44. Kansas City Chiefs -- Dont'a Hightower, (3-4) ILB, Alabama (6-2, 265)
Derrick Johnson is a beast, but Hightower would give the Chiefs some a helpful strength boost next to him.
45. Chicago Bears -- Brian Quick, WR, Appalachian State (6-4, 220)
If Alshon Jeffery does well at his pro day, put him in Quick's place for this pick.
46. San Diego Chargers -- Amini Silatolu, G/OT, Midwestern State (6-4, 311)
The retirement of Kris Dielman leaves a gap on the interior offensive line for the Chargers.
47. New England Patriots (from OAK) -- Jared Crick, DT/DE, Nebraska (6-4, 279)
In a defense where Brandon Deaderick isn't considered too big to play end, Crick would presumably fit in all over the place. He would particularly be a good passing-down option to give Vince Wilfork and Kyle Love some rest.
48. New York Jets -- Bruce Irvin, (3-4) OLB, West Virginia (6-3, 245)
Irvin could be a project as far as stopping the run goes, but the Jets are beggars when it comes to the outside linebacker spot.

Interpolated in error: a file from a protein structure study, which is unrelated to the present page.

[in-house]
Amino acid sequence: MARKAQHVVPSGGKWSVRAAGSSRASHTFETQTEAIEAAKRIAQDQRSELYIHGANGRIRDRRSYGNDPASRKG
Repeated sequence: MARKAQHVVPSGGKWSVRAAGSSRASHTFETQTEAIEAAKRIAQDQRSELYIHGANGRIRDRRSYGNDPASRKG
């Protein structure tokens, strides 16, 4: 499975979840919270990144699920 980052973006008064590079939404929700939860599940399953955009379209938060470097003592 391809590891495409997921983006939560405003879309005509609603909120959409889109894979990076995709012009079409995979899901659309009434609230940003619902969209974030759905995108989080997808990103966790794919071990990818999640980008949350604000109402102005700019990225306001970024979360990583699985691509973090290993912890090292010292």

49. Philadelphia Eagles -- Lavonte David, LB, Nebraska (6-1, 233)
David fits the traditional Philadelphia linebacker mold thanks to his athleticism and aggression. Unlike most of the recent LB candidates with the Eagles, though, David is actually good.
50. Denver Broncos (from DAL) -- Brandon Thompson, DT, Clemson (6-2, 314)
The Broncos need talent at defensive tackle, and Thompson would be a nice catch after trading back.
51. Philadelphia Eagles (from ARZ) -- James Brown, G/OT, Troy (6-3, 306)
Even if the Eagles re-sign Evan Mathis, Brown would be good insurance to add in case Mathis' career year in 2011 turns out to be a fluke.
52. Tennessee Titans -- Kevin Zeitler, G, Wisconsin (6-4, 314)
The Titans need immediate help on the interior, and Zeitler is less of a project than some of the other guards in this range.
53. Cincinnati Bengals -- Brandon Boykin, CB, Georgia (5-9, 182)
The Bengals can't get enough SEC players, and Boykin would provide some relief at corner and in the return game.